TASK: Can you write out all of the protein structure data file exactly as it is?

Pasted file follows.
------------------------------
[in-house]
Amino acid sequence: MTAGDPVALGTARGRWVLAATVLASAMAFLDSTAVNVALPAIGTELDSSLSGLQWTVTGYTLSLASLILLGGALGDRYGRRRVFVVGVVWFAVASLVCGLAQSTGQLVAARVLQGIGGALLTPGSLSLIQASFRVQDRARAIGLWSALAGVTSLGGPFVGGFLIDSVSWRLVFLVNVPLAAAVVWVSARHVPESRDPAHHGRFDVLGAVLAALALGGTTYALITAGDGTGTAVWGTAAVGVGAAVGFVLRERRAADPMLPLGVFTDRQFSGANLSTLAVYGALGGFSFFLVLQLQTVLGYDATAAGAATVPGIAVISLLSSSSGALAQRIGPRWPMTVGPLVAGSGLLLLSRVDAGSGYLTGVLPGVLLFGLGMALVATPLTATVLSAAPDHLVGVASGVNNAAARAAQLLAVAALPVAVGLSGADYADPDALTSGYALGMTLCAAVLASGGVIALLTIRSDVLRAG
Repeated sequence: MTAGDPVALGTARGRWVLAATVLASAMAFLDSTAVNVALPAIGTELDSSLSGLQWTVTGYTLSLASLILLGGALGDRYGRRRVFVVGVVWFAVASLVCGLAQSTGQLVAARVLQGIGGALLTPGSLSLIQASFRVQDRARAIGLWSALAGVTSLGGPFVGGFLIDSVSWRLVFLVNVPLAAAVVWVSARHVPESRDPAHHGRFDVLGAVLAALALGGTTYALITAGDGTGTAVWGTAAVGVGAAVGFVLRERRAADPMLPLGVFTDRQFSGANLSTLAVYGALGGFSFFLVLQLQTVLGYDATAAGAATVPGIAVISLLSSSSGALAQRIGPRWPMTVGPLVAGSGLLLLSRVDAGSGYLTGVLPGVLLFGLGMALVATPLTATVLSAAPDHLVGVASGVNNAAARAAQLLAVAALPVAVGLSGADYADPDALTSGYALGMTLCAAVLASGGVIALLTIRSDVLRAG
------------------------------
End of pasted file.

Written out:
[in-house]
Amino acid sequence: MTAGDPVALGTARGRWVLAATVLASAMAFLDSTAVNVALPAIGTELDSSLSGLQWTVTGYTLSLASLILLGGALGDRYGRRRVFVVGVVWFAVASLVCGLAQSTGQLVAARVLQGIGGALLTPGSLSLIQASFRVQDRARAIGLWSALAGVTSLGGPFVGGFLIDSVSWRLVFLVNVPLAAAVVWVSARHVPESRDPAHHGRFDVLGAVLAALALGGTTYALITAGDGTGTAVWGTAAVGVGAAVGFVLRERRAADPMLPLGVFTDRQFSGANLSTLAVYGALGGFSFFLVLQLQTVLGYDATAAGAATVPGIAVISLLSSSSGALAQRIGPRWPMTVGPLVAGSGLLLLSRVDAGSGYLTGVLPGVLLFGLGMALVATPLTATVLSAAPDHLVGVASGVNNAAARAAQLLAVAALPVAVGLSGADYADPDALTSGYALGMTLCAAVLASGGVIALLTIRSDVLRAG
Repeated sequence: MTAGDPVALGTARGRWVLAATVLASAMAFLDSTAVNVALPAIGTELDSSLSGLQWTVTGYTLSLASLILLGGALGDRYGRRRVFVVGVVWFAVASLVCGLAQSTGQLVAARVLQGIGGALLTPGSLSLIQASFRVQDRARAIGLWSALAGVTSLGGPFVGGFLIDSVSWRLVFLVNVPLAAAVVWVSARHVPESRDPAHHGRFDVLGAVLAALALGGTTYALITAGDGTGTAVWGTAAVGVGAAVGFVLRERRAADPMLPLGVFTDRQFSGANLSTLAVYGALGGFSFFLVLQLQTVLGYDATAAGAATVPGIAVISLLSSSSGALAQRIGPRWPMTVGPLVAGSGLLLLSRVDAGSGYLTGVLPGVLLFGLGMALVATPLTATVLSAAPDHLVGVASGVNNAAARAAQLLAVAALPVAVGLSGADYADPDALTSGYALGMTLCAAVLASGGVIALLTIRSDVLRAG